The chart above illustrates how annual CO2 emissions are increasing and how much they need to be reduced in order to minimize global warming to a 1.5 or 2.o degree C increase. Reaching these goals hopefully avoids the most significant impacts of global warming. In previous posts (How’s Planet Earth Doing?, How’s Planet Earth Doing, Part 2), I concluded planet earth is “not too good, and getting worse” and this chart above, which reinforces that conclusion, was a real and clear wake-up for me.
So what’s being done about it? Well, most countries have been negotiating and working toward an agreement which would collectively address climate change. This agreement is the Paris Agreement and the chart above summarizes the objective: to reduce the number of gigatons of CO2 emitted annually to avoid increasing global temperatures. I had heard about the Paris Agreement in the press but knew little about it. Unfortunately, the issue of climate change has become a partisan political point with some denying that the planet is warming or that human activity is the root cause of global warning. I can understand that individuals or businesses that believe their interests would be adversely affected by some of the steps proposed to reduce global warming might oppose those actions. Oil companies in particular have a huge stake in continuing to burn fossil fuels. According to an Chris Tomlinson commentary article in the May 6, 2019 Houston Chronicle:
“Researchers have calculated that to keep the earth’s temperature from rising to levels that cause widespread natural and economic disruption, humans can only afford to release another 986 gigatons of carbon over the next 50 years. If we exceed this carbon budget, the heat will turn farmland into deserts, kill hundreds of species and make some parts of North Africa and the Middle East uninhabitable.“
“The world’s 20 largest, publicly traded energy corporations, though, have promised their shareholders profits from selling 1,541 gigatons of carbon over the next 50 years, according to the London School of Economics. These same companies have pledged to spend billions of dollars more to find new oil reserves and to burn them too.”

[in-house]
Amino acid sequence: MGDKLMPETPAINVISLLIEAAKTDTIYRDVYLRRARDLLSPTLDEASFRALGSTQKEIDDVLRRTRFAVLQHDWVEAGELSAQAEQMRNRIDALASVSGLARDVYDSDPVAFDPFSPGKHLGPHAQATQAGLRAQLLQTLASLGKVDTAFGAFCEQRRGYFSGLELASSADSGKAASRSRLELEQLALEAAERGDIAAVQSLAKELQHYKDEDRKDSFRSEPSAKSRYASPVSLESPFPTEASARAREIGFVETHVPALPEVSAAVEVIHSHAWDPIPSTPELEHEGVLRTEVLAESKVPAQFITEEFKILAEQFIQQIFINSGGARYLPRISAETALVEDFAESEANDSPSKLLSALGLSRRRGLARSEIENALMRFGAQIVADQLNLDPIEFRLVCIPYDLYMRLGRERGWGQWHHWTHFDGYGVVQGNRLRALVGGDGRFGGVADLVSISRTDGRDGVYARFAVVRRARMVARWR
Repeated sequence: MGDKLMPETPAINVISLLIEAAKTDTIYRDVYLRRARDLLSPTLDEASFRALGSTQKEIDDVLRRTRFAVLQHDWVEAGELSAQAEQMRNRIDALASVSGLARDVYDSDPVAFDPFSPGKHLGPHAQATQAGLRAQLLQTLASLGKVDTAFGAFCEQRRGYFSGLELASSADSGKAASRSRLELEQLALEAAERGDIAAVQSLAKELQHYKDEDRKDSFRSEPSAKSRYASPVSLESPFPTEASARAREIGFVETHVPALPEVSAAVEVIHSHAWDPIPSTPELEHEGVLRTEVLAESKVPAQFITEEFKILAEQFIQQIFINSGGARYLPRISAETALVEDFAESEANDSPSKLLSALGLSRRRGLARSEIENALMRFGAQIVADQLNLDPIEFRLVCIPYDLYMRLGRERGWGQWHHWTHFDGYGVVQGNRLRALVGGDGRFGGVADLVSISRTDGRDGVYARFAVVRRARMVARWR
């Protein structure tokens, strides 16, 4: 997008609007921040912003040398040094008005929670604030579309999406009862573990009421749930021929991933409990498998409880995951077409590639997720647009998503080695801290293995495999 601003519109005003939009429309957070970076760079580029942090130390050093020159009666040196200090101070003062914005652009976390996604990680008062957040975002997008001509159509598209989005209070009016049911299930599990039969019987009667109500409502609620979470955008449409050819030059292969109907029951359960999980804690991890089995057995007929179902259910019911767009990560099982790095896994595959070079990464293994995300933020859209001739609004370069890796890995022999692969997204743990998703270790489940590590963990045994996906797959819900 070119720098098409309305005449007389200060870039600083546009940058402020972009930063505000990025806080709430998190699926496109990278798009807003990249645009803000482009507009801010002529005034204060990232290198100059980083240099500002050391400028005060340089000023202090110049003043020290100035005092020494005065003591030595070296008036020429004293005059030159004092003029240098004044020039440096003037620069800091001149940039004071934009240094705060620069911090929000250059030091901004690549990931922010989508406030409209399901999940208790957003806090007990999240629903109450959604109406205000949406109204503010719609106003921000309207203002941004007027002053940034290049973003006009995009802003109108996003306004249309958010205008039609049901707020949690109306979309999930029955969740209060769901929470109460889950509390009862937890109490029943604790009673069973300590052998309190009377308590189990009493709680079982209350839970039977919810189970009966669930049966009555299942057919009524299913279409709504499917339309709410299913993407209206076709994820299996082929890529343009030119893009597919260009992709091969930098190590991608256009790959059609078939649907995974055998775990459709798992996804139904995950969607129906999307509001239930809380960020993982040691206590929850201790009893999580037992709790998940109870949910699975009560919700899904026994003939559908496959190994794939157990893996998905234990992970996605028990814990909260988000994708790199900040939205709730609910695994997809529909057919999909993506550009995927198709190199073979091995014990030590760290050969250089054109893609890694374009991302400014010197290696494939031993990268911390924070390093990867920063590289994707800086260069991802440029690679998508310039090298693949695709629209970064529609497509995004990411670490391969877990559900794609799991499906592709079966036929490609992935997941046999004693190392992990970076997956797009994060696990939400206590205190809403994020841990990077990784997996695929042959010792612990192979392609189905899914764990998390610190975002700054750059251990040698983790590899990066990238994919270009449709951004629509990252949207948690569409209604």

“If these companies did nothing more than sell the $6 trillion in proven reserves they own today, the planet would suffer. But if these companies do not promise to sell those reserves, their stock value plummets.”
So what is the Paris Agreement? I’ve taken the liberty to paraphrase parts of Wikipedia’s explanation of The Paris Agreement:
In 2015, 196 parties came together for the UN Climate Change Conference in Paris 30 November – 12 December and adopted by consensus the Paris Agreement, aimed at limiting global warming to less than two degrees Celsius, and pursue efforts to limit the rise to 1.5 degrees Celsius. The Paris Agreement entered into force on November 4, 2016. The Paris Agreement’s long-term goal is to keep the increase in global average temperature to well below 2 °C above pre-industrial levels; and to limit the increase to 1.5 °C, since this would substantially reduce the risks and effects of climate change.
Under the Paris Agreement, each country must determine, plan, and regularly report on the contribution that it undertakes to mitigate global warming. No mechanism forces a country to set a specific target by a specific date, but each target should go beyond previously set targets. Since the signing, different countries have announced specific plans to implement their commitment to the agreement (e.g., France plans to ban all petrol and diesel vehicles by 2040).